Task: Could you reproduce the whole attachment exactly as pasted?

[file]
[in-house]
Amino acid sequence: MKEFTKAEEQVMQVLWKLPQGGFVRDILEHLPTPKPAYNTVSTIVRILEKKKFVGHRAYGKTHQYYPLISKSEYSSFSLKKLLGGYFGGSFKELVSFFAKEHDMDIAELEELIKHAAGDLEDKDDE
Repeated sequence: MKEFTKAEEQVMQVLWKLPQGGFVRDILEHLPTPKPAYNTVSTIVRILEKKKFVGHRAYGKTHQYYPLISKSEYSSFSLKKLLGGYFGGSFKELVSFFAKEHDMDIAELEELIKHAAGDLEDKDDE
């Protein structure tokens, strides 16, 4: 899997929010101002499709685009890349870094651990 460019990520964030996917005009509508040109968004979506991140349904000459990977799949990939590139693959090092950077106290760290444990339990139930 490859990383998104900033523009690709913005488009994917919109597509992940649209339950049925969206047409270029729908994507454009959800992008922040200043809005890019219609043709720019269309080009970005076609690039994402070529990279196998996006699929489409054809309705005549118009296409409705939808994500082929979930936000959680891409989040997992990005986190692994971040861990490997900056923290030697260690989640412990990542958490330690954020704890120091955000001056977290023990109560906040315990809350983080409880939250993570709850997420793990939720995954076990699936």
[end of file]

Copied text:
[in-house]
Amino acid sequence: MKEFTKAEEQVMQVLWKLPQGGFVRDILEHLPTPKPAYNTVSTIVRILEKKKFVGHRAYGKTHQYYPLISKSEYSSFSLKKLLGGYFGGSFKELVSFFAKEHDMDIAELEELIKHAAGDLEDKDDE
Repeated sequence: MKEFTKAEEQVMQVLWKLPQGGFVRDILEHLPTPKPAYNTVSTIVRILEKKKFVGHRAYGKTHQYYPLISKSEYSSFSLKKLLGGYFGGSFKELVSFFAKEHDMDIAELEELIKHAAGDLEDKDDE
């Protein structure tokens, strides 16, 4: 899997929010101002499709685009890349870094651990 460019990520964030996917005009509508040109968004979506991140349904000459990977799949990939590139693959090092950077106290760290444990339990139930 490859990383998104900033523009690709913005488009994917919109597509992940649209339950049925969206047409270029729908994507454009959800992008922040200043809005890019219609043709720019269309080009970005076609690039994402070529990279196998996006699929489409054809309705005549118009296409409705939808994500082929979930936000959680891409989040997992990005986190692994971040861990490997900056923290030697260690989640412990990542958490330690954020704890120091955000001056977290023990109560906040315990809350983080409880939250993570709850997420793990939720995954076990699936």